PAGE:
The proof of the following lemma for a cooperative map is the same as the proof of Claims 1 and 2 [21] for a competitive map, so we skip it.
Lemma 6
 (a)
If \((x_{0},y_{0})\in\mathcal{B}(\bar{x}_{},\bar{x}_{})\), then \((x_{1},y_{1})\in\mathcal{B}(\bar{x}_{},\bar{x}_{})\) for all \((x_{1},y_{1})\preceq_{ne} (x_{0},y_{0})\).
 (b)
If \((x_{0},y_{0})\in\mathcal{S}_{1}\cup\mathcal{S}_{2}\), then \((x_{1},y_{1})\in \operatorname{int}(\mathcal{B}(\bar{x}_{},\bar{x}_{}))\) for all \((x_{1},y_{1})\ll_{ne} (x_{0},y_{0})\).
 (c)
\(\mathcal{S}_{1} \cap \operatorname{int}(Q_{2}(E_{+}))\neq\emptyset\) and \(\mathcal {S}_{2} \cap \operatorname{int}(Q_{4}(E_{+}))\neq\emptyset\).
 (d)
\(T(\mathcal{S}_{1}\cup\mathcal{S}_{2})\subseteq\mathcal {S}_{1}\cup\mathcal{S}_{2}\).
 (e)
\((x_{0},y_{0}), (x_{1},y_{1})\in\mathcal{S}_{1}\cup\mathcal {S}_{2}\Rightarrow(x_{0},y_{0})\ll_{se} (x_{1},y_{1})\textit{ or } (x_{1},y_{1})\ll _{se} (x_{0},y_{0})\).
 (f)
\(\mathcal{S}_{1}\cup\mathcal{S}_{2}\) is the graph of continuous strictly decreasing function.
Theorem 19
Suppose that \(P\not\equiv0\) and \(\operatorname{Dis}(P_{1}\cdot P)\neq0\). If \(E_{+} \) is a repeller, then there exists at least one minimal periodtwo solution \(\{(\phi,\psi),(\psi,\phi)\}\), which is a saddle point, such that \((\phi,\psi)\ll_{se}E_{+}\ll_{se} (\psi,\phi)\).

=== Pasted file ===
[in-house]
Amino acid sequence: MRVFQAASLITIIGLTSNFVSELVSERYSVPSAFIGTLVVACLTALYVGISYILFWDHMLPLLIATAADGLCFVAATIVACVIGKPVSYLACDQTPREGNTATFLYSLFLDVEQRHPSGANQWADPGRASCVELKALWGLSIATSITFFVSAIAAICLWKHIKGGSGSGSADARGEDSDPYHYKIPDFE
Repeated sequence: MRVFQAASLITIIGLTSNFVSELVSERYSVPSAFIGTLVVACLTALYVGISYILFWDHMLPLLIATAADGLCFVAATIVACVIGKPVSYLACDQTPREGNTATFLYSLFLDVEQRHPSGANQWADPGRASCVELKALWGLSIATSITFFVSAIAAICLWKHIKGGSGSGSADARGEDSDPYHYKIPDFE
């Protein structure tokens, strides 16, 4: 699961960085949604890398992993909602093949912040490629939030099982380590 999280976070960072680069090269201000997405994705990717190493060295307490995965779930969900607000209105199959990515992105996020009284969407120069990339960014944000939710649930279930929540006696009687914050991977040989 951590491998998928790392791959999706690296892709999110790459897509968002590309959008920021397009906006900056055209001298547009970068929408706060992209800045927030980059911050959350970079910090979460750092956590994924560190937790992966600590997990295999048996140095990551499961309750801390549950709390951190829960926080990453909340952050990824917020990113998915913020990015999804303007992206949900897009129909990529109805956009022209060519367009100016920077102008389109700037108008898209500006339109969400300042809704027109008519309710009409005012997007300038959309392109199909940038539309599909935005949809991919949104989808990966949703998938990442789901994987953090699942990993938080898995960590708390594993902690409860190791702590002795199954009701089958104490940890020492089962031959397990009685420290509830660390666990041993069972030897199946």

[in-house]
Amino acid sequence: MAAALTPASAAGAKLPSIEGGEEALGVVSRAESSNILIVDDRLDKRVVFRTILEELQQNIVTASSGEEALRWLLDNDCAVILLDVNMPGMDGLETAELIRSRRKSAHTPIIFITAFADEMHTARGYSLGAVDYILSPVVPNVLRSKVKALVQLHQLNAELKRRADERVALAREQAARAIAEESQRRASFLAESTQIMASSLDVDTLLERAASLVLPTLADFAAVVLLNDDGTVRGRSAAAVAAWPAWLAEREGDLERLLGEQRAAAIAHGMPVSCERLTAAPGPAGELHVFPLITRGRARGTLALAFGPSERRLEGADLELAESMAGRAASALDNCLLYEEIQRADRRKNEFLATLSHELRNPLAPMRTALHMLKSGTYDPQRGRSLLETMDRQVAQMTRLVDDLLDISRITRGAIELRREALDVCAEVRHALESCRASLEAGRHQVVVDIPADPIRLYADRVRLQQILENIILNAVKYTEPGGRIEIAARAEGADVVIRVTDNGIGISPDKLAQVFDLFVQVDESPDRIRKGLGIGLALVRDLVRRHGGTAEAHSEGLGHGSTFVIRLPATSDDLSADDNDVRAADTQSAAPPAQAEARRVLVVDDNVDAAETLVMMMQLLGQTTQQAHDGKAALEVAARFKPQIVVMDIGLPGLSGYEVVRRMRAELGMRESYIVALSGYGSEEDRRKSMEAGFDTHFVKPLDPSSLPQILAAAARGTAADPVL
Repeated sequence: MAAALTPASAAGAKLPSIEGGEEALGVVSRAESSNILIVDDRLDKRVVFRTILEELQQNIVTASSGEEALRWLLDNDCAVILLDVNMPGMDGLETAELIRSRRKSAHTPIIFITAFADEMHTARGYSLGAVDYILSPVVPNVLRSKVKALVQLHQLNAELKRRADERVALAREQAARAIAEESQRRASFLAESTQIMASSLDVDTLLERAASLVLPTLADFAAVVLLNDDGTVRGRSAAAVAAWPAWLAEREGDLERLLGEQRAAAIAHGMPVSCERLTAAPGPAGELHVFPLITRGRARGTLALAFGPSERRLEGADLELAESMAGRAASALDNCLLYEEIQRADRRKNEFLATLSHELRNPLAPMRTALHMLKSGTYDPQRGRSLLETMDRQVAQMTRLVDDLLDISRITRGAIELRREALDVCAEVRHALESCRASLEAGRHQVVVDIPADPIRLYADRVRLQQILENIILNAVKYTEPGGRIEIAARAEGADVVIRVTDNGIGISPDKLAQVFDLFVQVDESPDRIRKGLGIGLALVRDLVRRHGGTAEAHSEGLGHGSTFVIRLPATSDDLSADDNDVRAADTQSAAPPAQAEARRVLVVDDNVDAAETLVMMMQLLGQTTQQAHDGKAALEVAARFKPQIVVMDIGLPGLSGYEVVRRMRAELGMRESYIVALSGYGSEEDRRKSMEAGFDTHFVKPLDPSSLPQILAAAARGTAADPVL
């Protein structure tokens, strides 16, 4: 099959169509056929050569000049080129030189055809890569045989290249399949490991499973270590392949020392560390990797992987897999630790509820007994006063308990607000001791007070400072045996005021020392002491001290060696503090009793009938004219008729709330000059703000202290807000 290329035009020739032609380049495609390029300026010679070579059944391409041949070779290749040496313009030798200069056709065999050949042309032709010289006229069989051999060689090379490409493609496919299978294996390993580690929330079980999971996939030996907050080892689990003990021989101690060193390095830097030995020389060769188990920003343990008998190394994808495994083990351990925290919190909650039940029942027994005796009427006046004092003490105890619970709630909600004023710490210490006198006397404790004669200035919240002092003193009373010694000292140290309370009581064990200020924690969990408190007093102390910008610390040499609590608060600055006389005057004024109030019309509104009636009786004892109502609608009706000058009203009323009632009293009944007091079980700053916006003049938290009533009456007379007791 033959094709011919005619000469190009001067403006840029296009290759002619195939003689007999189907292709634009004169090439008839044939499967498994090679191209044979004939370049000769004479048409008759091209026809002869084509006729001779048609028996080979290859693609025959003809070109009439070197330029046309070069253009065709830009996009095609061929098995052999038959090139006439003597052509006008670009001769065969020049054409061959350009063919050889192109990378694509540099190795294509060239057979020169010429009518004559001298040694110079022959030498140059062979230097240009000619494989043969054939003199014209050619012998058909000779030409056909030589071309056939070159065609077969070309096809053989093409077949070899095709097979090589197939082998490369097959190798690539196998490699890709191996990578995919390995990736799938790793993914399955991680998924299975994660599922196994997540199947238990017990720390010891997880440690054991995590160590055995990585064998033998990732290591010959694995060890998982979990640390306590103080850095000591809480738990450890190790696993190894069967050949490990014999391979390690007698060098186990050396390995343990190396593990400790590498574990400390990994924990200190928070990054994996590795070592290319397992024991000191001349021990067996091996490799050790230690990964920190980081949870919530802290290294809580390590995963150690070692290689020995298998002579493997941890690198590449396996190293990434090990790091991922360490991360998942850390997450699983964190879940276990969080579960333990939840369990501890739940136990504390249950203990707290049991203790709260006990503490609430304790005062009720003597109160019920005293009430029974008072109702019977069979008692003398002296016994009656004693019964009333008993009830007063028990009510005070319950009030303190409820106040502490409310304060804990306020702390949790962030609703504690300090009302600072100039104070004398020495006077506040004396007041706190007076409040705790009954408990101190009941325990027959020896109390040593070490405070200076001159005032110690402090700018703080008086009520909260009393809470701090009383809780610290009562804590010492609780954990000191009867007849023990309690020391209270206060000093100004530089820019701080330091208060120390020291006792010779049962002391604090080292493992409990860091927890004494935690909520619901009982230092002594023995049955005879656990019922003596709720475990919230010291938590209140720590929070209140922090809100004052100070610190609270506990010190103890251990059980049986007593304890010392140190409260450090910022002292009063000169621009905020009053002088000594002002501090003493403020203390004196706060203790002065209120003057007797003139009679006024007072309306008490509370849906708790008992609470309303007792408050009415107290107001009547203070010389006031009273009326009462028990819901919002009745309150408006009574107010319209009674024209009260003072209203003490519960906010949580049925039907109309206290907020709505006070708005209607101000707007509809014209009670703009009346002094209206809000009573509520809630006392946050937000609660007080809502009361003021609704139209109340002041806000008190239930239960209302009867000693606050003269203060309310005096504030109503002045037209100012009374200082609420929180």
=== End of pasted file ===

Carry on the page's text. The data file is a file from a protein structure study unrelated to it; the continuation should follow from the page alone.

Proof
In view of Lemma 6 we see that \((\mathcal{S}_{1}\cup \mathcal{S}_{2},\ll_{se})\) is a totally ordered set which is invariant under T. If \((x_{0},y_{0})\in(\mathcal{S}_{1}\cup\mathcal{S}_{2})\setminus \{E_{+}\}\), then \(\{T^{(2n)}(x_{0},y_{0})\}\) is eventually componentwise monotone. Since \(\mathcal{S}_{1}\cup\mathcal{S}_{2}\) is the graph of a continuous strictly decreasing function, there exists a minimal periodtwo solution \(\{(\Phi,\Psi),(\Psi,\Phi)\} \in(\mathcal{S}_{1}\cup\mathcal {S}_{2})\setminus\{E_{+}\}\) such that \(T^{(2n)}(x_{0},y_{0})\to(\Phi,\Psi)\) as \(n\to\infty\). Since \(\mathcal {S}_{1}\cup\mathcal{S}_{2}=\partial\mathcal{B}(\bar{x}_{},\bar{x}_{})\) is a closed set, we see that \(\{(\Phi,\Psi),(\Psi,\Phi)\}\) belongs to \((\mathcal {S}_{1}\cup\mathcal{S}_{2})\setminus\{E_{+}\}\). By Lemma 4 all periodtwo solutions are hyperbolic. Since \(\{(\Phi,\Psi),(\Psi,\Phi )\}\in\partial\mathcal{B}(\bar{x}_{},\bar{x}_{})\), it is not locally asymptotically stable. Thus \(\{(\Phi,\Psi),(\Psi,\Phi)\}\) must be a saddle point. □